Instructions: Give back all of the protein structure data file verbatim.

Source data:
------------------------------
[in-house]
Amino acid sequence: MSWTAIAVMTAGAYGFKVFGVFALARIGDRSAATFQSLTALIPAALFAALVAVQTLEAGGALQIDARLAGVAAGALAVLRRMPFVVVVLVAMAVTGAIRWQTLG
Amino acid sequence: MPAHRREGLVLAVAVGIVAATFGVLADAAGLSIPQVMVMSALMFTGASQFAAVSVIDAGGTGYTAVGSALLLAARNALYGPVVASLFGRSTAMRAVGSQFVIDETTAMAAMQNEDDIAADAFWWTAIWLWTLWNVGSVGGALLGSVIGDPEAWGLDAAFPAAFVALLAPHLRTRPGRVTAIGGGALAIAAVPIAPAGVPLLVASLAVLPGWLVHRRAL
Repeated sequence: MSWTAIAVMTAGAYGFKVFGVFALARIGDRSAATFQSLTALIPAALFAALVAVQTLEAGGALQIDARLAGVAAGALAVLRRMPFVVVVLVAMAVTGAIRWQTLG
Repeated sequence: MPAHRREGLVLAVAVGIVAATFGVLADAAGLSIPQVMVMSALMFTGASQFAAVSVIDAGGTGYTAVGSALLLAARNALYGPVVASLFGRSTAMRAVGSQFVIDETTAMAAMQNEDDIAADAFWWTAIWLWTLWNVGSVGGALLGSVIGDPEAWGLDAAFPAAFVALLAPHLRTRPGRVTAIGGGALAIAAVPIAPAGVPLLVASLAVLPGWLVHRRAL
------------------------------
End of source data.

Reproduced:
[in-house]
Amino acid sequence: MSWTAIAVMTAGAYGFKVFGVFALARIGDRSAATFQSLTALIPAALFAALVAVQTLEAGGALQIDARLAGVAAGALAVLRRMPFVVVVLVAMAVTGAIRWQTLG
Amino acid sequence: MPAHRREGLVLAVAVGIVAATFGVLADAAGLSIPQVMVMSALMFTGASQFAAVSVIDAGGTGYTAVGSALLLAARNALYGPVVASLFGRSTAMRAVGSQFVIDETTAMAAMQNEDDIAADAFWWTAIWLWTLWNVGSVGGALLGSVIGDPEAWGLDAAFPAAFVALLAPHLRTRPGRVTAIGGGALAIAAVPIAPAGVPLLVASLAVLPGWLVHRRAL
Repeated sequence: MSWTAIAVMTAGAYGFKVFGVFALARIGDRSAATFQSLTALIPAALFAALVAVQTLEAGGALQIDARLAGVAAGALAVLRRMPFVVVVLVAMAVTGAIRWQTLG
Repeated sequence: MPAHRREGLVLAVAVGIVAATFGVLADAAGLSIPQVMVMSALMFTGASQFAAVSVIDAGGTGYTAVGSALLLAARNALYGPVVASLFGRSTAMRAVGSQFVIDETTAMAAMQNEDDIAADAFWWTAIWLWTLWNVGSVGGALLGSVIGDPEAWGLDAAFPAAFVALLAPHLRTRPGRVTAIGGGALAIAAVPIAPAGVPLLVASLAVLPGWLVHRRAL